Sponsored by: Archaeological Institute of America
This study demonstrates that despite the political upheaval of Japan’s late medieval period (15th – 16th c), trade connections within the Inland Sea region actually flourished, resulting in the beginnings of a regional commodities market. Until now, it has been difficult to track maritime practices in this era due to the lack of written records of medieval seafaring. Using geospatial analysis of extant documentary and archaeological evidence, however, it becomes possible to discern the flow of certain commercial goods within the Seto Inland Sea region. Through this analysis it becomes apparent that smaller ports largely unrecorded in written documents were often critical transshipment hubs, facilitating trade in the region. Furthermore, geospatial analysis allows tracking of ship captains’ voyages, providing insight into medieval seafaring practices and proving the existence of complex individual and institutional maritime networks.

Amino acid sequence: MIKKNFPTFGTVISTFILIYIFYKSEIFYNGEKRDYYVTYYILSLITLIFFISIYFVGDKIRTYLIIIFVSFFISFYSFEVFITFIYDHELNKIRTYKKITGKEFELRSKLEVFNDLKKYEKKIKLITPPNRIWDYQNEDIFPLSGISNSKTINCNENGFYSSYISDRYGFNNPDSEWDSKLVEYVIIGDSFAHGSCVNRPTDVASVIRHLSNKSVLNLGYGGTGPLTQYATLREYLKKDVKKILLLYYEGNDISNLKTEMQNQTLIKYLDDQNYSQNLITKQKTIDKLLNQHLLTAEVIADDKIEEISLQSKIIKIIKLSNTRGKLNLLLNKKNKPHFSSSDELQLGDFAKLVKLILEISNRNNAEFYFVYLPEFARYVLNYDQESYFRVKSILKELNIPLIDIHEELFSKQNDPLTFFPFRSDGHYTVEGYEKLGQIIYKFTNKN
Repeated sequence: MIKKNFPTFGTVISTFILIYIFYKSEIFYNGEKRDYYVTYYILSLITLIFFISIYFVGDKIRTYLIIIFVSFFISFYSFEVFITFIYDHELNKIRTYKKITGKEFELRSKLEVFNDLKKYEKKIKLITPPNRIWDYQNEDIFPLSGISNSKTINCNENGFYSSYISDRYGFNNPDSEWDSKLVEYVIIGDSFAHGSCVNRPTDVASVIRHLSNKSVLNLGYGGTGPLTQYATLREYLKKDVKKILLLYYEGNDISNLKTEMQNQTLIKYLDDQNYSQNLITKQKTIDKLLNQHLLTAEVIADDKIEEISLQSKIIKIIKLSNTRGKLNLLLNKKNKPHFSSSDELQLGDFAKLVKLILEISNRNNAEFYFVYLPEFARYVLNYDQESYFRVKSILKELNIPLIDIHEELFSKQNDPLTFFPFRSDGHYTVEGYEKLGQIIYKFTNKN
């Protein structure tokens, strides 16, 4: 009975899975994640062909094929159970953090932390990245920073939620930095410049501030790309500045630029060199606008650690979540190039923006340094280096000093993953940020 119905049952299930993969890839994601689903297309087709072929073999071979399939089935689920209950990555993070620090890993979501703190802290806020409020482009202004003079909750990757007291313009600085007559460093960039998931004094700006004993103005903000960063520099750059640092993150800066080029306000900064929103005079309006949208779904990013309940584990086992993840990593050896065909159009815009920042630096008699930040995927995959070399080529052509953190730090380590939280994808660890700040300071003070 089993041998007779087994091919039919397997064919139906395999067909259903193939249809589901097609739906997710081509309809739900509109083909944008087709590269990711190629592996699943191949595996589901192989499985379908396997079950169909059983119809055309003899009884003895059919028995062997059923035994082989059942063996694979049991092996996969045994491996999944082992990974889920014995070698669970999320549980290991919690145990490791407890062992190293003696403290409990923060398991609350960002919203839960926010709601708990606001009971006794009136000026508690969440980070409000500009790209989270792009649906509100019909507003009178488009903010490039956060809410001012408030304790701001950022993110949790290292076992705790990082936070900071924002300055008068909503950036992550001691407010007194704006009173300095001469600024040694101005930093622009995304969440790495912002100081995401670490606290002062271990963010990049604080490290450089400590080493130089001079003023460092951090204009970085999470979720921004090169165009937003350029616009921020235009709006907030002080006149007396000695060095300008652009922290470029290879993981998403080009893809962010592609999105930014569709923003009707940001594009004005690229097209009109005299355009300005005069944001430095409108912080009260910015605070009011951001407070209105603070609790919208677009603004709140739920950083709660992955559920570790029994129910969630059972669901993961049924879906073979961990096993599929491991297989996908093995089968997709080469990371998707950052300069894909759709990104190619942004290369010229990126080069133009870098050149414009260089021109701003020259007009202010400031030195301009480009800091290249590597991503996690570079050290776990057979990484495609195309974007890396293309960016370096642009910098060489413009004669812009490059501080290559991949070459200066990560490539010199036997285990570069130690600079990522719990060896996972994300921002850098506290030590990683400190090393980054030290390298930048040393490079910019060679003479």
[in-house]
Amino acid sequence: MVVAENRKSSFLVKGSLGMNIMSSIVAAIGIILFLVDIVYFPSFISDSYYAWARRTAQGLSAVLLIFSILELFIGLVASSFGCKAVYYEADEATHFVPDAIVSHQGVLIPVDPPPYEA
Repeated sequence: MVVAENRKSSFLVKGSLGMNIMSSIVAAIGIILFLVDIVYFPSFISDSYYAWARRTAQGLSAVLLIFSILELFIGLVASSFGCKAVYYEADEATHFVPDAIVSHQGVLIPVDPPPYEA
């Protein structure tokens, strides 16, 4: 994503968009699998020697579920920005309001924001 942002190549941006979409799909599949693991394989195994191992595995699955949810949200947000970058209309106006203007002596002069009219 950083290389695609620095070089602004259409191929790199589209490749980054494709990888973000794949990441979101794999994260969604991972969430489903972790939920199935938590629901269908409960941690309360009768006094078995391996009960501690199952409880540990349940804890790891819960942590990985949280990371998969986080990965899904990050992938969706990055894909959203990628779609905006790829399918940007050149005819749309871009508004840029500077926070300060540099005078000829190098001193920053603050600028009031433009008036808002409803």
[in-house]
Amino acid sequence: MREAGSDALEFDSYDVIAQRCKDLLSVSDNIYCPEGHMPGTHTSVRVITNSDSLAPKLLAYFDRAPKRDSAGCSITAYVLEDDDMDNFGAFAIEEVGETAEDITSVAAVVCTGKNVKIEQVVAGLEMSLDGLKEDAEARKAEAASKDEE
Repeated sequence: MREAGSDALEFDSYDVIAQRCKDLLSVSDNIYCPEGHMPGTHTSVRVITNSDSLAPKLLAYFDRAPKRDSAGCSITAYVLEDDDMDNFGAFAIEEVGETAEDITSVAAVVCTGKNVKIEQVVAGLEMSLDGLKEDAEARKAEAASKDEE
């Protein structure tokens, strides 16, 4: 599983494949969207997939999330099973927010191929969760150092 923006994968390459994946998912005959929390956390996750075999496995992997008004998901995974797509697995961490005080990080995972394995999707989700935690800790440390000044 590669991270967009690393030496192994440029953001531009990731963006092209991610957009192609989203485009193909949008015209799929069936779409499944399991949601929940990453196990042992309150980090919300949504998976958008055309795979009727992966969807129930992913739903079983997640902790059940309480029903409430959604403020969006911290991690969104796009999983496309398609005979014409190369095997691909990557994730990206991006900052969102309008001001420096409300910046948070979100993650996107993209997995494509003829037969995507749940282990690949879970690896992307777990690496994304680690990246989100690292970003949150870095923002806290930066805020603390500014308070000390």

Short bibliography and/or website on lecture topic:
Farris, William Wayne. “Shipbuilding and Nautical Technology in Japanese Maritime History: Origins to 1600.” Mariner’s Mirror 95, no. 3 (August 2009): 260–83.
Soranaka Isao. “Obama: The Rise and Decline of a Seaport.” Monumenta Nipponica 52, no. 1 (April 1, 1997): 85–102.
Shapinsky, Peter D. Lords of the Sea: Pirates, Violence, and Commerce in Late Medieval Japan. Ann Arbor: Center for Japanese Studies, University of Michigan, 2014.